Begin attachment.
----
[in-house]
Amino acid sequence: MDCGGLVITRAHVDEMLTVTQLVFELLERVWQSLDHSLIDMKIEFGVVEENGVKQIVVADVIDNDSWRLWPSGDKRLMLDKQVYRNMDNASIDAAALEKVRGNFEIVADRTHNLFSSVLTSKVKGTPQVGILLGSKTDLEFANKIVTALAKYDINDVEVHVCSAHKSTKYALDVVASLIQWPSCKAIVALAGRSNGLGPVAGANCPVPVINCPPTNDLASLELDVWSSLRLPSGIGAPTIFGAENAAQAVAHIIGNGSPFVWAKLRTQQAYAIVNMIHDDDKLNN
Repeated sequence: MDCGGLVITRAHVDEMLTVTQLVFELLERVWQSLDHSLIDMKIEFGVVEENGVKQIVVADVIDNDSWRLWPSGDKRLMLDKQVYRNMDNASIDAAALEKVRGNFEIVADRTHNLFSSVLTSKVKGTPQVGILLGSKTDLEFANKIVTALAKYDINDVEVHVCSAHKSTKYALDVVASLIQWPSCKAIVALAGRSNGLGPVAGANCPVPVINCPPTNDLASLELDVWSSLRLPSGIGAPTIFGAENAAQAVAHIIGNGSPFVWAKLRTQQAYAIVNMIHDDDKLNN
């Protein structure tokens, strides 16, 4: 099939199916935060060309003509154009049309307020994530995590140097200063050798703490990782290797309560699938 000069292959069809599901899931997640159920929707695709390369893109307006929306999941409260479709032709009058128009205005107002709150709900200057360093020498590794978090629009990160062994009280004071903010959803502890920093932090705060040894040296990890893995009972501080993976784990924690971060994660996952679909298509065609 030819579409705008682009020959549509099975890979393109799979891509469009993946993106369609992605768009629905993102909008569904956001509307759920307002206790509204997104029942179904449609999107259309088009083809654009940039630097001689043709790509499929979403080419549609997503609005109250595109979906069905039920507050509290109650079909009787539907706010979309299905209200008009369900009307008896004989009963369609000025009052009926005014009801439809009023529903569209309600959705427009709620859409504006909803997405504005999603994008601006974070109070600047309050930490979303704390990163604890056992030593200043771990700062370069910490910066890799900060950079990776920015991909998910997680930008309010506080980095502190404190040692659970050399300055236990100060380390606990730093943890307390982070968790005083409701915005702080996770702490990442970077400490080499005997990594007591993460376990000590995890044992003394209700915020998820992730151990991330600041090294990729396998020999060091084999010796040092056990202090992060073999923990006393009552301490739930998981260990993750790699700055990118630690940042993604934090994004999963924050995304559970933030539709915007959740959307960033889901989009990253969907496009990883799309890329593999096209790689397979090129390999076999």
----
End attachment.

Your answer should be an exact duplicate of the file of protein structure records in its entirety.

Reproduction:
[in-house]
Amino acid sequence: MDCGGLVITRAHVDEMLTVTQLVFELLERVWQSLDHSLIDMKIEFGVVEENGVKQIVVADVIDNDSWRLWPSGDKRLMLDKQVYRNMDNASIDAAALEKVRGNFEIVADRTHNLFSSVLTSKVKGTPQVGILLGSKTDLEFANKIVTALAKYDINDVEVHVCSAHKSTKYALDVVASLIQWPSCKAIVALAGRSNGLGPVAGANCPVPVINCPPTNDLASLELDVWSSLRLPSGIGAPTIFGAENAAQAVAHIIGNGSPFVWAKLRTQQAYAIVNMIHDDDKLNN
Repeated sequence: MDCGGLVITRAHVDEMLTVTQLVFELLERVWQSLDHSLIDMKIEFGVVEENGVKQIVVADVIDNDSWRLWPSGDKRLMLDKQVYRNMDNASIDAAALEKVRGNFEIVADRTHNLFSSVLTSKVKGTPQVGILLGSKTDLEFANKIVTALAKYDINDVEVHVCSAHKSTKYALDVVASLIQWPSCKAIVALAGRSNGLGPVAGANCPVPVINCPPTNDLASLELDVWSSLRLPSGIGAPTIFGAENAAQAVAHIIGNGSPFVWAKLRTQQAYAIVNMIHDDDKLNN
């Protein structure tokens, strides 16, 4: 099939199916935060060309003509154009049309307020994530995590140097200063050798703490990782290797309560699938 000069292959069809599901899931997640159920929707695709390369893109307006929306999941409260479709032709009058128009205005107002709150709900200057360093020498590794978090629009990160062994009280004071903010959803502890920093932090705060040894040296990890893995009972501080993976784990924690971060994660996952679909298509065609 030819579409705008682009020959549509099975890979393109799979891509469009993946993106369609992605768009629905993102909008569904956001509307759920307002206790509204997104029942179904449609999107259309088009083809654009940039630097001689043709790509499929979403080419549609997503609005109250595109979906069905039920507050509290109650079909009787539907706010979309299905209200008009369900009307008896004989009963369609000025009052009926005014009801439809009023529903569209309600959705427009709620859409504006909803997405504005999603994008601006974070109070600047309050930490979303704390990163604890056992030593200043771990700062370069910490910066890799900060950079990776920015991909998910997680930008309010506080980095502190404190040692659970050399300055236990100060380390606990730093943890307390982070968790005083409701915005702080996770702490990442970077400490080499005997990594007591993460376990000590995890044992003394209700915020998820992730151990991330600041090294990729396998020999060091084999010796040092056990202090992060073999923990006393009552301490739930998981260990993750790699700055990118630690940042993604934090994004999963924050995304559970933030539709915007959740959307960033889901989009990253969907496009990883799309890329593999096209790689397979090129390999076999």